The body layer 40 preferably is a clear polyvinylchloride (PVC) while the lamina 46 preferably is a clear thin film of biaxially oriented polyppropylene (BOPP), e.g. 1-2 mil thickness, with a silicone release layer adhered or bonded to one surface. That bonding may be by any appropriate application and bonding technique such as chemical bonding and/or electrostatic or UV curing. A variety of techniques are well known for such application and bonding of silicone materials as a release agent. Such thin carrier layers with a silicone or other release agent on one side are available from various suppliers, and typically are used to protect pressure sensitive adhesive surfaces. The adhesive layer, which is pre-bonded to the web sheet 42W, may be any appropriate permanent adhesive, such as rubber-based or acrylic-based, and preferably also is clear after formation of the laminate. Accordingly in this preferred embodiment the blanks 12 are clear, that is, transparent. However, they may be produced in various colors and/or with information printed, embossed or otherwise carried thereon.
The manufacturing method as described above contemplates that the release agent is continuous and extends the full width and length of the portion of the web sheet from which the blanks 12 are cut. However, this is not necessary to obtaining the desired release layer on the portions of the web which become tabs 28 after the die cutting operation. In some instances it may be reasonable or even cost effective to have the release agent preapplied only to the portions of the web sheet which will form the tabs 28. For example, assuming the blanks 12 are cut in side-by-side relation to one another transverse to the length of the web, with all of the tabs 28 thus being formed from a relatively narrow portion of the entire width of the web, the release layer need only be applied to the area from which the tabs 28 are formed or to that area and to some reasonable adjacent areas forming a contiguous part or parts of the body portion 22 of the blank 12. In another variation, if it is desired to provide label removal capabilities on other portions of the blanks, such as the center area of the top surface of the body, another strip of the release agent may be preapplied to the web 42W in the corresponding area.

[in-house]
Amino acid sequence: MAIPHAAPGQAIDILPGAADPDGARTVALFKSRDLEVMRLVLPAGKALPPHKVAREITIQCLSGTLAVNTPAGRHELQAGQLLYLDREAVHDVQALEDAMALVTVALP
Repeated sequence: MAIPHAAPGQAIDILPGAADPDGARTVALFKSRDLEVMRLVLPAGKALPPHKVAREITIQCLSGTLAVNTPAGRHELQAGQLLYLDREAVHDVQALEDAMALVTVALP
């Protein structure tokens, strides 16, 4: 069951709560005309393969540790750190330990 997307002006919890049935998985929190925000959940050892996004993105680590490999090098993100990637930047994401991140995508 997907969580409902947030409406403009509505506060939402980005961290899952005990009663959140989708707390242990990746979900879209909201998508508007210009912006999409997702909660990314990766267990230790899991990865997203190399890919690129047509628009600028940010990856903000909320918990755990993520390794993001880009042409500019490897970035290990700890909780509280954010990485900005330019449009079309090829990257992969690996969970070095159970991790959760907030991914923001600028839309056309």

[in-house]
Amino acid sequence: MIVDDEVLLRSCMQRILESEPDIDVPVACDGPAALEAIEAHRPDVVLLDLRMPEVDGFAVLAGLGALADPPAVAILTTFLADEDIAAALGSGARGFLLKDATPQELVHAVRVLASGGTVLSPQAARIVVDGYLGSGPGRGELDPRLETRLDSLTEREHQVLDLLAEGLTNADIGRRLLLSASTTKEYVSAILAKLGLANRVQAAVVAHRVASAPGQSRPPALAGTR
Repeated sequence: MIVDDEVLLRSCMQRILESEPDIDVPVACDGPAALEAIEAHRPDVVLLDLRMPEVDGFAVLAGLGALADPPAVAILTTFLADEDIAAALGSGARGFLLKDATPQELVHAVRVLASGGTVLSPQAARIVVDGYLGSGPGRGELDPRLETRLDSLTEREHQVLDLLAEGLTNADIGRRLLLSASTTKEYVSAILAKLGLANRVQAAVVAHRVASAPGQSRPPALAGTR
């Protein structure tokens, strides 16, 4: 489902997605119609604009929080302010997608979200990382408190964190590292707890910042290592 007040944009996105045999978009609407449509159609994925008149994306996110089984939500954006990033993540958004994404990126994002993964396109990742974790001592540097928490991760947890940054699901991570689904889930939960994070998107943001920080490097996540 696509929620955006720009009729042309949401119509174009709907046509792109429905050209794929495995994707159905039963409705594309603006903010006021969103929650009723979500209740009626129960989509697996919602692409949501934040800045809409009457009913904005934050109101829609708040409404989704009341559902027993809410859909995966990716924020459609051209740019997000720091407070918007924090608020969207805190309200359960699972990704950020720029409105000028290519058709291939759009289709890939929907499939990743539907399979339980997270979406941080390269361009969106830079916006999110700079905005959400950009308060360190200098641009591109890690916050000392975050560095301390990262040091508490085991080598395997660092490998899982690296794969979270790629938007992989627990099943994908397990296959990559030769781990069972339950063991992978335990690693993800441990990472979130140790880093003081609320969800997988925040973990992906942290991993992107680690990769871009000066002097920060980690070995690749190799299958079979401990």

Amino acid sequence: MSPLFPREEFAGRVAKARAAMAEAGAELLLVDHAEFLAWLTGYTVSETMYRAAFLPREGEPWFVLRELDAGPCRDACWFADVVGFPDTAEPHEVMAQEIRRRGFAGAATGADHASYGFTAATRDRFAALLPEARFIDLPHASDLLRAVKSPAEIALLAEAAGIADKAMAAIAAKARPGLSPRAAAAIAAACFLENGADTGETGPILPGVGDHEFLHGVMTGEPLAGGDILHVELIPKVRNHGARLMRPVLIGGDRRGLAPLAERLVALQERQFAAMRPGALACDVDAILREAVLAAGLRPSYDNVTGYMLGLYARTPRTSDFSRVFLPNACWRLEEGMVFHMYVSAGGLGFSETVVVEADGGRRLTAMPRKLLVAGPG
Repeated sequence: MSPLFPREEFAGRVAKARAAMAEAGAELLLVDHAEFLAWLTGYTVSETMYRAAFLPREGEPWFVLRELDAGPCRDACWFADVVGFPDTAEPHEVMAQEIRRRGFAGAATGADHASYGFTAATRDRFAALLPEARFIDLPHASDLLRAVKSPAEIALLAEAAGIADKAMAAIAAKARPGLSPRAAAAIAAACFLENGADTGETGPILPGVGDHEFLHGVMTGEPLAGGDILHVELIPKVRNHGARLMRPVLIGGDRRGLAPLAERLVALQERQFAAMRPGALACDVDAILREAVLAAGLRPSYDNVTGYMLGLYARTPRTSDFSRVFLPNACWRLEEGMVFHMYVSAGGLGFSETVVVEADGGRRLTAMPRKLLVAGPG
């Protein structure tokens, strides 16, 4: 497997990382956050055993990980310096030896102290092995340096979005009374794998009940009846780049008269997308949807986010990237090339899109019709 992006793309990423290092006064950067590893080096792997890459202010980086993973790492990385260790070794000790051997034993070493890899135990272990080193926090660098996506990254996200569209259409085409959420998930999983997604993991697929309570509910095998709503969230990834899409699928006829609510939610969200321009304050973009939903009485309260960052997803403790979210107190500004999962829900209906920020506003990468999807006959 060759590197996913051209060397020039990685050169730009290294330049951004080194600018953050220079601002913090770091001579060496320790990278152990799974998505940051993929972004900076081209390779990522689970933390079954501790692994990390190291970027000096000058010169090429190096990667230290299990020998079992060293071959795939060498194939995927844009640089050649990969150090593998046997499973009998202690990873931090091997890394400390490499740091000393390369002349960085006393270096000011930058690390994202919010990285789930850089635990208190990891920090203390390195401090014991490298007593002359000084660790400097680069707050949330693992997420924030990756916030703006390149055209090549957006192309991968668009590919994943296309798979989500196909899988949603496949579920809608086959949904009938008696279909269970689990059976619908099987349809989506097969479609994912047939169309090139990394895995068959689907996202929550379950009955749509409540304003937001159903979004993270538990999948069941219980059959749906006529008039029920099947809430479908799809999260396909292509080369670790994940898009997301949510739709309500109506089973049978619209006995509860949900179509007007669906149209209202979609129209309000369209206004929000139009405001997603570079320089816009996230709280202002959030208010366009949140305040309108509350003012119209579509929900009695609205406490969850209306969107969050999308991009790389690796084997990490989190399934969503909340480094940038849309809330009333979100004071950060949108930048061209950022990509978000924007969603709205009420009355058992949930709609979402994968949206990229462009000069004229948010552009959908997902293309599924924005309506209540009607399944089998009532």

The release agent should be one which facilitates the removal and replacement of paper adhesive labels, whereby inexpensive paper labels may be used and be peeled off with very little effort, i.e., without tearing or delaminating the label and leaving no residue from the label or the label adhesive on the support surface. To these ends, for use with paper labels bearing typical pressure sensitive adhesives, a silicone material which includes a moderate amount of CRA that provides a release value of less than two pounds, preferably less than about one pound, and particularly 20-160 grams for labels 34 adhered thereto by rubber-based or acrylic pressure sensitive adhesive such as are commonly used on present-day pressure sensitive labels is appropriate. As used herein, the term “release value” refers to the pulling force required to peel a 2″ wide label from the release coating by pulling it at 180° (parallel to the plane of the label) at 300″/min. by the standard Tag and Label Manufacturing Institute (TLMI) test method.